May 13, 2017 - SeMA, Buk-Seoul Museum of Art - Project Dukhoo: Finding Flow
May 13, 2017

SeMA, Buk-Seoul Museum of Art

Kijong Zin, Match the Hatch (detail), 2017. Installation, photography, objects, dimensions variable. © SeMA, Buk-Seoul Museum of Art.

Project Dukhoo: Finding Flow
April 11–July 9, 2017

SeMA, Buk-Seoul Museum of Art
1238 Dongil-ro, Nowon-gu
01783 Seoul
South Korea

sema.seoul.go.kr
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Artists: Ko Seong Bae, Kim Sung Jae, Kim Lee-Park, MeeNa Park, Song Min Jung, Shin Chang Yong, Kwon Lee, Hyunjin Lee, Jeewoo Chang, Cho Moon Ki, Kijong Zin

Seoul Museum of Art (SeMA) is pleased to present Project Dukhoo: Finding Flow from April 11 to July 9, 2017, at Buk-Seoul Museum of Art, Seoul, Korea. 

Dukhoo* is a term that was once used to deride “a reclusive fanatic,” but now it has become part of our cultural code, implying a positive recognition given to “an expert without a degree” or “a guru.” While it originates from the term otaku, a symbol of Japanese subculture, dukhoo today can be understood more broadly as a person who accomplishes a professional level of knowledge and expertise by willingly investing time and effort in his/her area of interest. Recognition of their passion and expertise is becoming more widespread in our society. The landscape of the dukhoo activities is also changing. Diversified channels of media production and distribution are allowing more people to express their individuality, while sharing common interests and exchanging information with others. Project Dukhoo: Finding Flow observes the dispositions, gestures, and behaviors of dukhoo that are uniquely acquired in the process of “finding flow,” the act of immersing in one’s passion. By highlighting their significance in the context of changing social perceptions, the exhibition examines the contemporary sociocultural phenomenon represented by the term, dukhoo.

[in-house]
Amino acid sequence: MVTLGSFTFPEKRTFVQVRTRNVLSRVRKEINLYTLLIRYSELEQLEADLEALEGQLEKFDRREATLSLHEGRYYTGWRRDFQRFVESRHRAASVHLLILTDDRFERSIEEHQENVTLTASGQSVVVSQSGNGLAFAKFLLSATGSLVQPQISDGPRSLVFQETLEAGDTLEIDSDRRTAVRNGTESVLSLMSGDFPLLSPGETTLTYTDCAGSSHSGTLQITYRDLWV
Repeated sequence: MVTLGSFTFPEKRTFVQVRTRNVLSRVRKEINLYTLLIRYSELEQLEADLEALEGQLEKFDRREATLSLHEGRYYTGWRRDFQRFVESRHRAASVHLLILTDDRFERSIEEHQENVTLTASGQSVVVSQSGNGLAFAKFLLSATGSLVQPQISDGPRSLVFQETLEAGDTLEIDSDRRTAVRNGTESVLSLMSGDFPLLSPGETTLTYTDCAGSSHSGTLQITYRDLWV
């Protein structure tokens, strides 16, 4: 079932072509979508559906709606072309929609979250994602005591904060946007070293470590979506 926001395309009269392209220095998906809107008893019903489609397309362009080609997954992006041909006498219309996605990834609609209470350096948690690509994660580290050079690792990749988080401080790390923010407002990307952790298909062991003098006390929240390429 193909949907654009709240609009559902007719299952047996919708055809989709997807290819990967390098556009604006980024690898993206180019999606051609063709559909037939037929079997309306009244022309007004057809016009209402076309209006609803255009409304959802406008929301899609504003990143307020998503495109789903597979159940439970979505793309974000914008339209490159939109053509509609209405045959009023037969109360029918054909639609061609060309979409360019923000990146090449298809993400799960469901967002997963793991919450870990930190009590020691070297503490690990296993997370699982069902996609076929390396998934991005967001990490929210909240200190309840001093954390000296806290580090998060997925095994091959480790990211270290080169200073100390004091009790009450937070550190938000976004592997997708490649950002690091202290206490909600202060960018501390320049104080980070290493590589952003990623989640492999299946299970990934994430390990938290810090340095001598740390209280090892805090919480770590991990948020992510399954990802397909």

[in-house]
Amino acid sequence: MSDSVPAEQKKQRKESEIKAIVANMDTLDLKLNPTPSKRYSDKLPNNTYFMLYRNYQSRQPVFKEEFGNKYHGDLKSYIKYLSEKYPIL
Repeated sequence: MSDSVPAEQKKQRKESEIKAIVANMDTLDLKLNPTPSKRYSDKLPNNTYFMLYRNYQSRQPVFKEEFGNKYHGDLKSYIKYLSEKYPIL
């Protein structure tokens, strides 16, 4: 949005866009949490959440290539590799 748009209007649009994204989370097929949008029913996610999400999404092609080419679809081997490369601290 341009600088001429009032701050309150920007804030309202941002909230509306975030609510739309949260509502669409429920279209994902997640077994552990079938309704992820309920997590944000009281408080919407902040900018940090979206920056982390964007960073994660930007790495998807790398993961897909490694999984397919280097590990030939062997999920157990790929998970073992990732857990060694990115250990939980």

The 11 artists participating in this group exhibition present a diverse spectrum of works across genre and medium that delve into the cultural phenomenon of dukhoo. Some explore the boundaries between everyday life and art by engaging in hobbies that reveal their artistic attitudes, or by collecting objects that closely reflect their creative inspiration and the trends of pop culture. Others experiment with creating new context by appropriating the languages or production methods specific to their areas of interest such as anime films. Some artists probe the systems of production and consumption or the stereotypes reflected in dukhoo, and how these factors affect the dynamics of cultural trends. There are also works that invite the viewers to experience the “essence of dukhoo,” thereby challenging the preconceptions that disregard the act of “finding flow” as meaningless.

What the dukhoo phenomenon indicates to our culture today is the values underlying the act of “finding flow”—understanding one’s inner needs and dedicating oneself to achieve it. In a society with an increasing emphasis on diversity and professionalism, such commitment to oneself may inspire more proactive attitudes toward life. By exploring the phenomenon of dukhoo, the exhibition hopes to shed light on one of the most significant subcultures of our time and share the experience of “finding flow” with the viewers.

*Dukhoo is a shortened form of odukhoo, a term adopted by Korean internet users to pronounce the Japanese word otaku, meaning “a person with obsessive interests.”

Curated by Chae Ha Kim

Organized by SeMA, Seoul Museum of Art

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